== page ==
“It is a conversation between New York City and London,” Sydell Group CEO Andrew Zobler told me. But it’s very London, built in a former police station and Magistrates’ Court, right in the middle of Covent Garden and across the street from the Royal Opera House. That location, in the center of the city’s nightlife, drives the hotel’s offerings.
The Royal Opera Suite, one of the hotel’s 91 rooms, feels fit for an opera star with gold bathtub, rich fabrics, and light streaming in through tall windows.
The NoMad restaurant is set in a soaring atrium filled with greenery and light—it will appear on Instagram feeds everywhere. At New York’s NoMad, the roast chicken has been a famous menu item since it opened in 2012. The London version is a chicken dinner for the whole table, at £70 a person, including starter and dessert.
For a more casual dining option, Side Hustle feels like a pub in style but serves Mexican street food like tacos and tostadas, something sorely missing in London. Coming soon: a late-night cocktail lounge called Common Decency.
Last winter, the new Nobu Hotel London Portman Square—the second Nobu hotel in London after Shoreditch—was open for just a few days before lockdown. But after its reopening several weeks ago, I found myself sitting across from Kate Moss at the hotel’s restaurant. While celebrity culture feels very early aughts, it did lend a bit of welcome glam, the feel of a kickstart to the roaring 20s after months of dreary lockdown.
Celebrities aside, the 249-room hotel, anchored by its enormous signature restaurant, feels very much like a Place To Be, an urban watering hole for cool cocktails in the dimly lit Nobu bar or a morning coffee and the paper in the Lobby Lounge, whether you’re staying or not.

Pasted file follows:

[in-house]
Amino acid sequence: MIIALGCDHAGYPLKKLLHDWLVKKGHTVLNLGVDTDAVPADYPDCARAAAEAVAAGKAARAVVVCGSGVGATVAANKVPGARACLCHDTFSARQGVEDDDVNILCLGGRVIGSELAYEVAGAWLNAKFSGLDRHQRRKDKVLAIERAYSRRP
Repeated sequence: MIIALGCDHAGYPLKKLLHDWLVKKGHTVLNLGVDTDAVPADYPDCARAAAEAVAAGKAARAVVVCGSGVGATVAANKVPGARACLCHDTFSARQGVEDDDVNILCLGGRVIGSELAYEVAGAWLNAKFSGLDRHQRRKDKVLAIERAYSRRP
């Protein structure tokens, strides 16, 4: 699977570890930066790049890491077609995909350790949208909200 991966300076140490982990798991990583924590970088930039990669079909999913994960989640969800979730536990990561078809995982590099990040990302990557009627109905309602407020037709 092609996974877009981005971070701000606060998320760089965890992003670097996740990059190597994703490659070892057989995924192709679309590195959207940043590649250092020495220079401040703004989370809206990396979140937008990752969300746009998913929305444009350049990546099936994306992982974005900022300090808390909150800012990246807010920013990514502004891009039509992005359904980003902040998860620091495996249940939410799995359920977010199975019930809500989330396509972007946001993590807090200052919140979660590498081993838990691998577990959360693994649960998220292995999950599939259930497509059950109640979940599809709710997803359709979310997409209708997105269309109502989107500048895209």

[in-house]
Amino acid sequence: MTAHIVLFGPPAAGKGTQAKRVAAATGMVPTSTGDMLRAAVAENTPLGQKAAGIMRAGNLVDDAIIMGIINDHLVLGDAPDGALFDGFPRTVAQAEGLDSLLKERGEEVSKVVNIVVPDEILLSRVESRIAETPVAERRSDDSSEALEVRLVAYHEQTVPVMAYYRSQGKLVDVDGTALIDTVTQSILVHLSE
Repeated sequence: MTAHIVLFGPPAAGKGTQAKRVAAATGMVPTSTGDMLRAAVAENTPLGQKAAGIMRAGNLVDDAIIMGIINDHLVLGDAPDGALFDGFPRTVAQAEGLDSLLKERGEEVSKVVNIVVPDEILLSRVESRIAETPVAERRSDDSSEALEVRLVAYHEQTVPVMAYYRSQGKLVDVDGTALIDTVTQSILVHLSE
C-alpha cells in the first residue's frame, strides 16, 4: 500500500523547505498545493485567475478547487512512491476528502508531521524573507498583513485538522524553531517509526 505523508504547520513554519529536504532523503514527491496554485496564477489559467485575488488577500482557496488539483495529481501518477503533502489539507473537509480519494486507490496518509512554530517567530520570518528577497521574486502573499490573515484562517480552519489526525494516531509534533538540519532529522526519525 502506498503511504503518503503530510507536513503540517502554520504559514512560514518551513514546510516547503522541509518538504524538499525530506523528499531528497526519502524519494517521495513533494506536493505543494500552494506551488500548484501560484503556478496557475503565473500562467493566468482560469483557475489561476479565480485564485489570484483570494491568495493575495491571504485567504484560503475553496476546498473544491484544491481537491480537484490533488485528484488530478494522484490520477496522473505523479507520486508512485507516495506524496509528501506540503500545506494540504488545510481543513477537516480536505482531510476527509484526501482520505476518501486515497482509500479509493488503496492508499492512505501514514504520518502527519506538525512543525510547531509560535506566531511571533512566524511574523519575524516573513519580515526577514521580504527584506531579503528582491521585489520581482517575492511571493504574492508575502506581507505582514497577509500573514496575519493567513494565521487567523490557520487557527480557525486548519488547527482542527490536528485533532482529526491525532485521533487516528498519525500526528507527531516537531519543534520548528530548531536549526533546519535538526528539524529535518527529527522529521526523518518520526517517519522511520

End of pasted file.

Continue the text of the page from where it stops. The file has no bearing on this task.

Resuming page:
You’ll want to book far in advance for a table at the restaurant—Londoners have filled every prime dinner slot to indulge in the signature dishes like yellowtail jalapeño, crispy rice with spicy tuna, and black cod miso.
Throughout the public spaces, the design is Japanese inspired—sleek, neutral, and calm—but with showstopping elements like a 16-foot kinetic sculpture in the high-ceilinged lobby, mesmerizing as it turns. Interiors were designed by David Collins Studio, a firm specializing in hotels like Gleneagles in Scotland, but also lifestyle spaces like Harrod’s dining hall and the Alexander McQueen flagship store in Paris.
The defining feature of the hotel is the Nobu Pilates studio, the first of its kind from the brand. Led by former Equinox instructor Marsha Lindsay, and with three signature classes, Power, Pure, and Precision, the studio—like the restaurant—feels very Los Angeles-in-London and is already a big hit with Marylebone locals. There is also a large gym and juice bar. Here, you’re just a short walk away from the charming Marylebone high street and one of London’s special smaller museums, the Wallace Collection.
The Dilly, previously under Marriott management, has debuted a refurbished look (with more to come) and new name on London’s Piccadilly, walking distance from Piccadilly Circus, Soho, Chinatown, and the theater district to one side, and on the other, shopping emporium Fortnum & Mason, Hatchards (the oldest bookshop in the U.K.), and the Royal Academy of the Arts.
Although I have passed the property countless times, I never realized what an incredible history it has, first operating as a hotel in 1908, in the era of guests coming over on Cunard ships. While many hotels erase history in favor of modernity, I love the slightly creaky floors and the gilded, original ceilings. There is a dance studio—the only one at a London hotel—where guests can take classes like ballroom, two indoor squash courts, the only outdoor terrace on Piccadilly for breakfast, and a greenhouse restaurant for its Peter Rabbit–themed afternoon tea.
I suggest dressing for cocktails in the Oak Lounge before dinner—a welcome feeling after this past year—before dining on upscale Indian at Madhu’s of Mayfair, doing a six-month pop-up residency for now. Of the 283 rooms, the 12 Dilly suites shine, some with views of Parliament and Big Ben.
There are London touches everywhere—partnerships with brands like flower shop Pullbrook & Gould and local perfumery Floris. Guests can hire a bike for £10 a day and take a picnic basket to Hyde Park or St. James’s Park. This is a great choice for families who want to be in the center of London—and for dog owners, as it’s very dog friendly. I am hoping that its grand dame status continues to shine with independent ownership.